• Anonymous

    Why am I not surprised that legislators want to tax on “more things” to pay for “more things”! What happened to their sage predictions at the special session raising the sales tax 25% that our money problems would be fixed? Or how about that the lottery would fund schools? Or the political games played over gambling that resulted in behind the times “slot parlors” while WV, PA & DE run Vegas style casinos & DC goes for online gambling? Or that the new alcohol taxes would go to fund the developmentally disabled, mental health & substance abuse and not PG & Balto City schools that lost funding due to Thornton (a program passed but not funded by the legislature)?

    Past governors & the legislatures depleted the transportation trust fund to fund shortfalls in an ever increasing state budget. They don’t look at cutting the budget or at money that was previously allocated for programs but not spent (look at Busch’s rewarding unused allocated funds to pet project in Annapolis).

    As long as they can raid the trust fund, they will. No new taxes!!!

  • Didn’t they tell us that same fairy tale about fixing the deficit the last time they raised the sales tax, less than four years ago?

    My proposals for fixing the deficit:

    1. Progressive tax on campaign contributions over say $100.

    2. Make elected officials personally liable for funding appropriations that exceed expected tax revenues.

    3. Require a filing fee, say 10% of expected revenues, to be paid out of legislator’s personal funds before any proposed tax increase bill is filed.

  • Tax Paying Fool

    And this is why the quality of life in Maryland is dropping like a rock. Businesses and successful people are fleeing. The problem with democracy is that when your lower class exceeds your middle class the votes to suck money out of hard working people exceeds the votes to control entitlements for those who consume services out of proportion to their contributions.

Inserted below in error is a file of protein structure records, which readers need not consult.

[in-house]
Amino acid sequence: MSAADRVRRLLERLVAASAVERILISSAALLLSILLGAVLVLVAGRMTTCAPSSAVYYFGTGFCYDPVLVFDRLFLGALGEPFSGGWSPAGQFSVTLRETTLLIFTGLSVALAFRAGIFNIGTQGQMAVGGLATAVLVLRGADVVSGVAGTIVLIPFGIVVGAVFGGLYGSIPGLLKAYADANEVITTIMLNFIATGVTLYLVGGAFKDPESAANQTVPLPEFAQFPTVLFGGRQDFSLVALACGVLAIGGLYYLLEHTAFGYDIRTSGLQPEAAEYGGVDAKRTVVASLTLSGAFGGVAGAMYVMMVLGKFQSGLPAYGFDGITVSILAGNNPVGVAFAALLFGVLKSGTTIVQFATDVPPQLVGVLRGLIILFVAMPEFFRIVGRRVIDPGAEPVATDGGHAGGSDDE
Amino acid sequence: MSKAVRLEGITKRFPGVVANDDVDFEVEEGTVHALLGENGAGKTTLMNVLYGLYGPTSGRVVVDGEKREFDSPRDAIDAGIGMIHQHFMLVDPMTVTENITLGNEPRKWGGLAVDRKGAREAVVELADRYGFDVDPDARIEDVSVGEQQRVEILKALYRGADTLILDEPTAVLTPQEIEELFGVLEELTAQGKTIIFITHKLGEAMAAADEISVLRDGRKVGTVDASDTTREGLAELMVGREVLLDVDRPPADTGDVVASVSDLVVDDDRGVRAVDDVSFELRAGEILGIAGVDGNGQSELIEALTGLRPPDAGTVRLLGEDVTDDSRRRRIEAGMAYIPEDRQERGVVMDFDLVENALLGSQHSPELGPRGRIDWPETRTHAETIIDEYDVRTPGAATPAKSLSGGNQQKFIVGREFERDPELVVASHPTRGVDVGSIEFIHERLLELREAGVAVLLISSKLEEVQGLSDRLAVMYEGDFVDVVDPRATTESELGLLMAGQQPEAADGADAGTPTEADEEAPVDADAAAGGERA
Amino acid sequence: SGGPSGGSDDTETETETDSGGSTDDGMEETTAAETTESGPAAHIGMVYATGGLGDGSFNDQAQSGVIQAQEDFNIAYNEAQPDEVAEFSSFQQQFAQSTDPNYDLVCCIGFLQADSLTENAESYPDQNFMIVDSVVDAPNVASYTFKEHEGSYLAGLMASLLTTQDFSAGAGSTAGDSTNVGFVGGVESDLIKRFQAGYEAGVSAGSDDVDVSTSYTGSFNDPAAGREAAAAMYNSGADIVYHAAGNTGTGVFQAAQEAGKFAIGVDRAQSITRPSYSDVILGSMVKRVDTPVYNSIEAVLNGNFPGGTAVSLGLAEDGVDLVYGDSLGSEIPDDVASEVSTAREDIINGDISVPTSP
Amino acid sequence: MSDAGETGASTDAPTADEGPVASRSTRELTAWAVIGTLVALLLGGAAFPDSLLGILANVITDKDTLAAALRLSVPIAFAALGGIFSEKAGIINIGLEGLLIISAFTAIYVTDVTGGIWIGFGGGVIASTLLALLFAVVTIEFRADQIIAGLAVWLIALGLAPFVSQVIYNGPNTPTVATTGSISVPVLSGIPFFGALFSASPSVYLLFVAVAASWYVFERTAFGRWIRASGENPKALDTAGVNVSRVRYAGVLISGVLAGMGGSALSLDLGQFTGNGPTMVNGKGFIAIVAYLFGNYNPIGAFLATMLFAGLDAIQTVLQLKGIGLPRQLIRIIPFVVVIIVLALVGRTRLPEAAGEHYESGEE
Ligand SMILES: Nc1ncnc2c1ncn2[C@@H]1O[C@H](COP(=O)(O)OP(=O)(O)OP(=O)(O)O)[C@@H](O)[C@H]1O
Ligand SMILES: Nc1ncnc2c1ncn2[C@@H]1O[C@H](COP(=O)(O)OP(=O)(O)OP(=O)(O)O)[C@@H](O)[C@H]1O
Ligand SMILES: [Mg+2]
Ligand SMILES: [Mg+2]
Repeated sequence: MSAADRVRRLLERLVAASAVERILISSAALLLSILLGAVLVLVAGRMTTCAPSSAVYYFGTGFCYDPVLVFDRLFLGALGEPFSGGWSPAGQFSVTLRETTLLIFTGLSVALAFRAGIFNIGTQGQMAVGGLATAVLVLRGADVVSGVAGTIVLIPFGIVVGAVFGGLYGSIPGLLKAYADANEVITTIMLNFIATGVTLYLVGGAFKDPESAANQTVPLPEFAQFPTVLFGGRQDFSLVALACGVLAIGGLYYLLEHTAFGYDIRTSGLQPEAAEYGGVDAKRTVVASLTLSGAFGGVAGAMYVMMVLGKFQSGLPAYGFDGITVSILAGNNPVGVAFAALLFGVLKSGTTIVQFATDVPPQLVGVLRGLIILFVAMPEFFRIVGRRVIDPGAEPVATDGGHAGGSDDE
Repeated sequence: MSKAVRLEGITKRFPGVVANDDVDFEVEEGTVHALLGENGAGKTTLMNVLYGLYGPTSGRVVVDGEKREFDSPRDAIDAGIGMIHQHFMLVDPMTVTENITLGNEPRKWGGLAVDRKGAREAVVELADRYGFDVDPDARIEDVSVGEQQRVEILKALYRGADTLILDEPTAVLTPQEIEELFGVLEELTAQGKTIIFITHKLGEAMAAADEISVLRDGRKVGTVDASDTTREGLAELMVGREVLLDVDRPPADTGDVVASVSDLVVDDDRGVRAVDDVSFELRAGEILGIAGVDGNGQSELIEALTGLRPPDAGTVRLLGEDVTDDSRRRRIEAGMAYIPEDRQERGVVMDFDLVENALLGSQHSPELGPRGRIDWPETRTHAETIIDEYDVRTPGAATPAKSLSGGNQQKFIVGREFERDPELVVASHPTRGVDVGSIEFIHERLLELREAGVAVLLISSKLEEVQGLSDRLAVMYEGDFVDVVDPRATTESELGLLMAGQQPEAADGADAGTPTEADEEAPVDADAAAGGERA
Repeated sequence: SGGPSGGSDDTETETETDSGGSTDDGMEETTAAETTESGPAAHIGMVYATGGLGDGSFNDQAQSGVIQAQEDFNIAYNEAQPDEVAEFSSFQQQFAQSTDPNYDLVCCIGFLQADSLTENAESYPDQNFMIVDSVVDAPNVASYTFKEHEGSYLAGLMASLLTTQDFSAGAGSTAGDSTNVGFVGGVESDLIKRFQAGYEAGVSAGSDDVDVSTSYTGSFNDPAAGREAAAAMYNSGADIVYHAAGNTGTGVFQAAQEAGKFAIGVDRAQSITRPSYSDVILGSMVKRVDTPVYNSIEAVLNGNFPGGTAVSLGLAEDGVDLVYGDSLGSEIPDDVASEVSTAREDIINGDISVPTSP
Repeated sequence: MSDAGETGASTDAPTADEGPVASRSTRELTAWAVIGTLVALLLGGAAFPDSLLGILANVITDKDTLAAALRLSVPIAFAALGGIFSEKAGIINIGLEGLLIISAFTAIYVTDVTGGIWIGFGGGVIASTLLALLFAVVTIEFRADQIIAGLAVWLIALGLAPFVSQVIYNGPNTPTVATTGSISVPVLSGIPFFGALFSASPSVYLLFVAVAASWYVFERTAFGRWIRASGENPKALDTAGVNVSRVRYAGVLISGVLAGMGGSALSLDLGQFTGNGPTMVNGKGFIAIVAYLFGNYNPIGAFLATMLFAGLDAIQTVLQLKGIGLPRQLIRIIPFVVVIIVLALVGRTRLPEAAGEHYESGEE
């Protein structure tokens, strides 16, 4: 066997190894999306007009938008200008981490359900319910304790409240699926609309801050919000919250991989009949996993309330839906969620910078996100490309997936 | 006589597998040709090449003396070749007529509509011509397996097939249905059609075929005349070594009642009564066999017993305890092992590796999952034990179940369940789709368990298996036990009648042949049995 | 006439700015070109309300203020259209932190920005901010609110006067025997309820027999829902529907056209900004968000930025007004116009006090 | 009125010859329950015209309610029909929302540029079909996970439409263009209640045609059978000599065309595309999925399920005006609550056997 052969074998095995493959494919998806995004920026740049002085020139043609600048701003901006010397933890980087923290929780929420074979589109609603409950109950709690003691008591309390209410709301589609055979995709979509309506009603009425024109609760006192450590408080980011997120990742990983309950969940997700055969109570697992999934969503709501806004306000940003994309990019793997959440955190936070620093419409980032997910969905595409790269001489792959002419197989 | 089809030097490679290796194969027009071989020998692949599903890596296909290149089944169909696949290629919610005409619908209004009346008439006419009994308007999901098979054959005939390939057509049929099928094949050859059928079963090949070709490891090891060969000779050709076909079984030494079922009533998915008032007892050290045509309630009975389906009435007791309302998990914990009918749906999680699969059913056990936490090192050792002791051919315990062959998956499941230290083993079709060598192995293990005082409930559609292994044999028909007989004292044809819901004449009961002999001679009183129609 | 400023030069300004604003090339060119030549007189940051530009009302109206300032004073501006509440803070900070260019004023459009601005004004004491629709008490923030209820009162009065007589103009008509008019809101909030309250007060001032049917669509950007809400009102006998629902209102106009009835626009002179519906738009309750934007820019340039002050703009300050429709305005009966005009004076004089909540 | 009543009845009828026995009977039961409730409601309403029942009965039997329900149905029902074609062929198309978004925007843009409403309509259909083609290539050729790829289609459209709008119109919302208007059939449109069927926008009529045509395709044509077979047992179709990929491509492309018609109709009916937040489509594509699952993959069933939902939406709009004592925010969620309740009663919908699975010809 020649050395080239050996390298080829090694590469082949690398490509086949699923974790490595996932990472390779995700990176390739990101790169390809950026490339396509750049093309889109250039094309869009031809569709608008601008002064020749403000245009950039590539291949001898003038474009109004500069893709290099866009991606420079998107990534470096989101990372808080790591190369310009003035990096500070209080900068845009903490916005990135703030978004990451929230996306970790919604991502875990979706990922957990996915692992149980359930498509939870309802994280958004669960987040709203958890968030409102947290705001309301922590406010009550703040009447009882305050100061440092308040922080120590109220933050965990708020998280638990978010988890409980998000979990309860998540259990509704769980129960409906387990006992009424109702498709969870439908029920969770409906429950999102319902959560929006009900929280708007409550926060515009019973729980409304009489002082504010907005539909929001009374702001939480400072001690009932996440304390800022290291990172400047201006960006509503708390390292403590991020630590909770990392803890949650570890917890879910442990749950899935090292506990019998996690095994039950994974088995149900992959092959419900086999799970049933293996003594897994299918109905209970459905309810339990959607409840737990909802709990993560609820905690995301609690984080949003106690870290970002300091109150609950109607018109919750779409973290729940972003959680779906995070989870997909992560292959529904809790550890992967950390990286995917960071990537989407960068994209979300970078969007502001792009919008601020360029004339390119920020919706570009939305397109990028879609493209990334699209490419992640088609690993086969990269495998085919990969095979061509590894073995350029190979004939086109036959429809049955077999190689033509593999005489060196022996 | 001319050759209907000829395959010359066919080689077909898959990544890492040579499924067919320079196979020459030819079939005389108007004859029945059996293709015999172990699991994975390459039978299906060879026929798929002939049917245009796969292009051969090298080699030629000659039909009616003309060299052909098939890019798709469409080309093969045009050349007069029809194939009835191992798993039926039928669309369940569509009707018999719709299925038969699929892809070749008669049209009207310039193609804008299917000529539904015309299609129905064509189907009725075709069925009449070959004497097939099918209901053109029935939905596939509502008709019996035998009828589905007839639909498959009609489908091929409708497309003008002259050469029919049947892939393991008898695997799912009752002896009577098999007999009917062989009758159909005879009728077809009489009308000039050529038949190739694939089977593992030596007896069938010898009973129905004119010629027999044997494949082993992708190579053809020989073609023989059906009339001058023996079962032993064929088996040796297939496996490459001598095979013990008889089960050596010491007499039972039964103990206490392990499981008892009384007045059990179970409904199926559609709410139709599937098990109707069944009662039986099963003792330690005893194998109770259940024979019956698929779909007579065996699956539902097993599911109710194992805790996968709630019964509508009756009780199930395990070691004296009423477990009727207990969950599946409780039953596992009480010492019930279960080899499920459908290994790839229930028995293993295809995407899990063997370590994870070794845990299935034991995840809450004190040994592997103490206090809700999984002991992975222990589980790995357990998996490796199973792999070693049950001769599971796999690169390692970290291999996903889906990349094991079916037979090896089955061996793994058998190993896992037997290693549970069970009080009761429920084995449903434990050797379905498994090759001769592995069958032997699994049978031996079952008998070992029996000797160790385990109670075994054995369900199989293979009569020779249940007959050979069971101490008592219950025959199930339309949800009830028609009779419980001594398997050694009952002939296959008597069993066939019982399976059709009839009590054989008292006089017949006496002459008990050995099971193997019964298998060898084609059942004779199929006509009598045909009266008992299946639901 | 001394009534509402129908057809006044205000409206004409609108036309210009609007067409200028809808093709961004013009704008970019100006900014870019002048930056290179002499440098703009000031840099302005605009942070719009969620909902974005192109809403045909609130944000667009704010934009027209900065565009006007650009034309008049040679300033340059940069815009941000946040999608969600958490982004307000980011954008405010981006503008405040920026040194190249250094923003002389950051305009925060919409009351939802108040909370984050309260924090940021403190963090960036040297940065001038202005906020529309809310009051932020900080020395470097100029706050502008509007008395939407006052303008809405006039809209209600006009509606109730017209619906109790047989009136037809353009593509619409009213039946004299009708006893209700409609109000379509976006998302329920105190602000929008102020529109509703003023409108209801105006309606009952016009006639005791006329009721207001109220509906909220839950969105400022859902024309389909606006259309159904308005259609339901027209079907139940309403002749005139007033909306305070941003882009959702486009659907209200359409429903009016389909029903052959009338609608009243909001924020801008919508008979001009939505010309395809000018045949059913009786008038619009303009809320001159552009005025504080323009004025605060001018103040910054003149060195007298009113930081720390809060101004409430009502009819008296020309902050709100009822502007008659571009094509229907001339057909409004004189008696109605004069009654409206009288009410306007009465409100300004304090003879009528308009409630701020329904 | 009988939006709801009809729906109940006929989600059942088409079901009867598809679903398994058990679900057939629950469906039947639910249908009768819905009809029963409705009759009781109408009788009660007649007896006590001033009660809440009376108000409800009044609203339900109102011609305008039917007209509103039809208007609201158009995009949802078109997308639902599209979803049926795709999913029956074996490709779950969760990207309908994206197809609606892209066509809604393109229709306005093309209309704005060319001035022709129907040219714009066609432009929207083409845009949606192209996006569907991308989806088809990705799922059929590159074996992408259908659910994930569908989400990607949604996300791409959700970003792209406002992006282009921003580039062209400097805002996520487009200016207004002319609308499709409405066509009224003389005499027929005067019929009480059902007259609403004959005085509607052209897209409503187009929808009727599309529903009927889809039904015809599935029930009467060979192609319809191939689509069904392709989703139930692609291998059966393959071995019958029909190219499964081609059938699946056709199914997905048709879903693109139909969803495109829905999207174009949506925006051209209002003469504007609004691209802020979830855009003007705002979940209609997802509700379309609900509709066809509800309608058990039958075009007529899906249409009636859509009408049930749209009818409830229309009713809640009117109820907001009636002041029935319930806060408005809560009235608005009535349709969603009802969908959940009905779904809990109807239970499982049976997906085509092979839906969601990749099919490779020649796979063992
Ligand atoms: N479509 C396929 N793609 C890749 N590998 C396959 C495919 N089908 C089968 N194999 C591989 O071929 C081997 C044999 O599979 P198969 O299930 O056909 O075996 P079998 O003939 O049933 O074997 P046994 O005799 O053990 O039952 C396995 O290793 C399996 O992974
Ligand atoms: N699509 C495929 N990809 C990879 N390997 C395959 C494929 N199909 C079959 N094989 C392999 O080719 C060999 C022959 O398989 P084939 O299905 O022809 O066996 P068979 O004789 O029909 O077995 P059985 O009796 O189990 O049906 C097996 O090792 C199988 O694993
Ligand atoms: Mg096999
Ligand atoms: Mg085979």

The streets aren’t safe, the schools are dangerous, illegal immigrants get drivers licenses and vote, judges let murderers out of jail so they can kill again….

    Ah, nothing like a state where one political party rules without competition.

    Well, I am moving to Virginia. Already moved my business there. it is like day and night.

    Farewell, Maryland, good luck.

  • Caroleejam

    SO many mentions of broader sales tax and nobody says, “except for basic foods”. My Senator Kasemeyer and the Governor cannot possibly be so inclined, I hope

  • Nobody’s fool

    Why is it that the only tax increases our so-called Democratic Governor and legislators want to talk about are increases in regressive taxes like the sales tax. Why not tax those who can most afford a increase in their taxes and who benefit most from what government spends the vast majority of it’s revenue on (education, law enforcement, transportation, etc.). Our problem in Maryland (and the country as a whole) is NOT that the government spends too much, but that revenue has declined over the past 30 years due to tax cuts for large corporations and the very wealthy. And while the rich get richer, the rest of us are getting the bill.

    The structural deficits can be reduced simply by establishing a genuinely progressive income tax and by enacting combined reporting for the corporations like Walmart, who pay no income tax to the state. Call it “class war” or what ever you want, but ordinary middle class folks have been getting screwed over the past 30 years, not by the poor, but by the rich. And forget the nonsense that businesses and the wealthy will flee the state if we tell them to pay their fair share. In the time that Maryland had the millionaires’ tax, the number of millionaires in the state actually increased. What will drive the wealthy and the businesses out is a deteriorating social structure (schools, transportation, law enforcement) – precisely the things that will be cut if new revenue can’t be found.

    Tired of being the fool